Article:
White Rock water is more than measuring up to current health standards, according to a report to White Rock council from city utilities manager Dr. Saad Jasim.
In a verbal and written report, presented at the June 10 regular meeting, Jasim said the city’s new water treatment facility – substantially funded by an $11.79 million federal and provincial grant – is now in full operation after extensive testing.
And while he said some procedures are still undergoing fine-tuning to correct minor deficiencies, tests are showing the system is well within Health Canada standards for acceptable levels of naturally-occurring arsenic and manganese in the drinking water supply.
Original parameters of concern said Jasim, were that arsenic not exceed a maximum allowable concentration (MAC) of 0.01 mg per litre, and that manganese not exceed an aesthetic objective (AO) of 0.05 mg per litre.
Data from 2015 and 2016 showed that arsenic exceeded these limits “a few times,” Jasim said, while with manganese, “there was almost continuous excedence.”
Jasim said objectives set for the city water treatment plant were to limit arsenic to less than 0.002 mg per litre for 95 per cent of operation and less than 0.005 for five per cent of operation; while limiting manganese to less than 0.02 mg per litre.
“We have all the data up-to-date on the (city’s) website on a weekly basis,” he said.
“It shows that we are meeting and exceeding the requirements for the design objectives of the plant.”
Jasim, who has been on staff since 2016 – and formerly headed the Walkerton Clean Water Centre in Ontario that addressed water problems in that community following the infamous E. coli outbreak in 2000 – noted that study has shown presence of the elements in the White Rock system fluctuates during the year, with more leaching taking place during the winter months.
Jasim also paid tribute to the city’s operators who have been “working around the clock” for the last couple of months to perfect the water-treatment process.
“As most people know, I was not a believer in this process at all,” Coun. Scott Kristjanson told Jasim.
“You have done remarkably well and I now totally (owe you) gratitude for cleaning up the wells and cleaning up our water. It’s just phenomenal results, so kudos to you and the entire engineering team and staff.
“If (residents) do have any concerns, if they’re still drinking bottled water at home, by all means the city will happily test it and they can start using their taps again,” Kristjanson added.
“(We) thank you for the fantastic work that you’ve done to bring about what I think is a very pleasant result,” Mayor Darryl Walker told Jasim.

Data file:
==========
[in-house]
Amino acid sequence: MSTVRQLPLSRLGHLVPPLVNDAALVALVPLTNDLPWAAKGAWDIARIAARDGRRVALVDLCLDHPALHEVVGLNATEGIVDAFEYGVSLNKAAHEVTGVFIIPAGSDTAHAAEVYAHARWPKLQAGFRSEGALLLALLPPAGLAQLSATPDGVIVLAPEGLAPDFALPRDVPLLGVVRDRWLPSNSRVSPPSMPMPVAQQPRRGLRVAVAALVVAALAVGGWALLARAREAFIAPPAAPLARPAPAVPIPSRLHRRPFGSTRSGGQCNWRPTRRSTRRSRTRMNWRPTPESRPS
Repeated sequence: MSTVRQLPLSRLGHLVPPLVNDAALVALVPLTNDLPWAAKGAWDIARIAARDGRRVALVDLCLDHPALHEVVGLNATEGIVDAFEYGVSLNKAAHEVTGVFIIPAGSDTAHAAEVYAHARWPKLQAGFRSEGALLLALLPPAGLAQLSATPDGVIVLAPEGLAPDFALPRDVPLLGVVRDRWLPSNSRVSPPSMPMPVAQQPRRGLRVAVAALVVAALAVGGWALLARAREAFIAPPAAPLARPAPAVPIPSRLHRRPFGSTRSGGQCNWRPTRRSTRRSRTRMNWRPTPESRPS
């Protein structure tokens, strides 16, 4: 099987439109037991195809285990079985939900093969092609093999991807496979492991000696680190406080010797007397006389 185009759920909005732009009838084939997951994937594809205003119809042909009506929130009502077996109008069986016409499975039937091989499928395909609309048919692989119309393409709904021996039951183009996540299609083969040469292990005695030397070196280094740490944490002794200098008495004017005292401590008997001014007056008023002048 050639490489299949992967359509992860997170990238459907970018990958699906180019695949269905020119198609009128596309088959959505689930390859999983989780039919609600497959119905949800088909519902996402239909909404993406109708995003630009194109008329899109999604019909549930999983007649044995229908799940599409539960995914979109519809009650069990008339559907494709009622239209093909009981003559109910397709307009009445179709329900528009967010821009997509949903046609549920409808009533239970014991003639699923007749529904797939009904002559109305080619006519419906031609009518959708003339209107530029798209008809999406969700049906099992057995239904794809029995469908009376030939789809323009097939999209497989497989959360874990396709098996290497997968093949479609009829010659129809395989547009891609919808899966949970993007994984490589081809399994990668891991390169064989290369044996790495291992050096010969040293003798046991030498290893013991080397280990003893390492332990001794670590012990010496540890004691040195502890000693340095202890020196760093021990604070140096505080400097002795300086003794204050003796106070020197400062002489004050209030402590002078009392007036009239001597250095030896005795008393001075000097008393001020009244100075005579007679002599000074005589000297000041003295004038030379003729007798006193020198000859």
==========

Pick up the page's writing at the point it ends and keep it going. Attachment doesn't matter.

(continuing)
The need to limit manganese has become even more pressing since White Rock acquired the utility from Epcor in 2015 and first started to address water quality, Jasim indicated.
Health Canada began to revise its guidelines for manganese in 2016, he added, due to recent studies that show that the element, more than simply discolouring water or staining laundry and fixtures, has a potential impact on the health, particularly for infants, he said.
“There are studies that there are potential adverse health effects on the central nervous system, on children especially, and particularly when the brain is under development,” he said.
Canadian guidelines issued on May 10 of this year establish a MAC of 0.12 mg. per litre and a new lower AO of 0.02 mg. per litre. These are more stringent guidelines than those set informally by the World Health Organization (0.4 mg per litre) or those set as maximum allowable limits in the U.S. (0.3 mg per litre) and Australia (0.5 mg per litre).
After partnering with the UBC-based research and development team RES’EAU-WaterNET in 2016, White Rock developed an approach to water treatment that includes use of GreensandPlus, a black filter media that removes soluble iron, manganese, hydrogen sulfide and radium from groundwater, plus Bayoxide 33, an adsorptive media for arsenic.
Jasim said the city plant also generates its own ozone for use in oxidizing the toxic form of arsenic into non-toxic arsenate, which can then can be adsorbed, and disposed of safely, with the filtering media.
He added that the utility is continuing to try to optimize operation of the plant, while also reducing build-up of the elements in the water-distribution system, including replacing old pipes with PVC piping to reduce corrosion and the build-up of manganese.
“In the last two or three years we’ve been flushing the distribution system and we’ve seen a major improvement,” Jasim told council.
“There’s still some residue in the pipes, but it’s a fraction of what (residents) used to see before.”